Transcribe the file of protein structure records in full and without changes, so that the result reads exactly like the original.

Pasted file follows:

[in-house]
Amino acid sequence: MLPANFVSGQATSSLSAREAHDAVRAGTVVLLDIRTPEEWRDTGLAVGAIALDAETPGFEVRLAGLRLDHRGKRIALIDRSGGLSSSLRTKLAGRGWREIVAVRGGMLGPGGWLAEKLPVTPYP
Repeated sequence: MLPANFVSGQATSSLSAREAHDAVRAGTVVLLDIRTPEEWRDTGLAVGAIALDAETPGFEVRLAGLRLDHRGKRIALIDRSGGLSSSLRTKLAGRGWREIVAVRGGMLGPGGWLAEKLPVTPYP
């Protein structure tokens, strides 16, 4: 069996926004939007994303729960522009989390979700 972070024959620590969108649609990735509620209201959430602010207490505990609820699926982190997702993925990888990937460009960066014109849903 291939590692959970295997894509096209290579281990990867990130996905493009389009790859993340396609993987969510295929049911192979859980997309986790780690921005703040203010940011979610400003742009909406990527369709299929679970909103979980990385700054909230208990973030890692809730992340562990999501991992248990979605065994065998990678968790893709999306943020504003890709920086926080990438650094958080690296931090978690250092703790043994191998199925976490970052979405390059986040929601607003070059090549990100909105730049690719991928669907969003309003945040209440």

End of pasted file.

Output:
[in-house]
Amino acid sequence: MLPANFVSGQATSSLSAREAHDAVRAGTVVLLDIRTPEEWRDTGLAVGAIALDAETPGFEVRLAGLRLDHRGKRIALIDRSGGLSSSLRTKLAGRGWREIVAVRGGMLGPGGWLAEKLPVTPYP
Repeated sequence: MLPANFVSGQATSSLSAREAHDAVRAGTVVLLDIRTPEEWRDTGLAVGAIALDAETPGFEVRLAGLRLDHRGKRIALIDRSGGLSSSLRTKLAGRGWREIVAVRGGMLGPGGWLAEKLPVTPYP
């Protein structure tokens, strides 16, 4: 069996926004939007994303729960522009989390979700 972070024959620590969108649609990735509620209201959430602010207490505990609820699926982190997702993925990888990937460009960066014109849903 291939590692959970295997894509096209290579281990990867990130996905493009389009790859993340396609993987969510295929049911192979859980997309986790780690921005703040203010940011979610400003742009909406990527369709299929679970909103979980990385700054909230208990973030890692809730992340562990999501991992248990979605065994065998990678968790893709999306943020504003890709920086926080990438650094958080690296931090978690250092703790043994191998199925976490970052979405390059986040929601607003070059090549990100909105730049690719991928669907969003309003945040209440």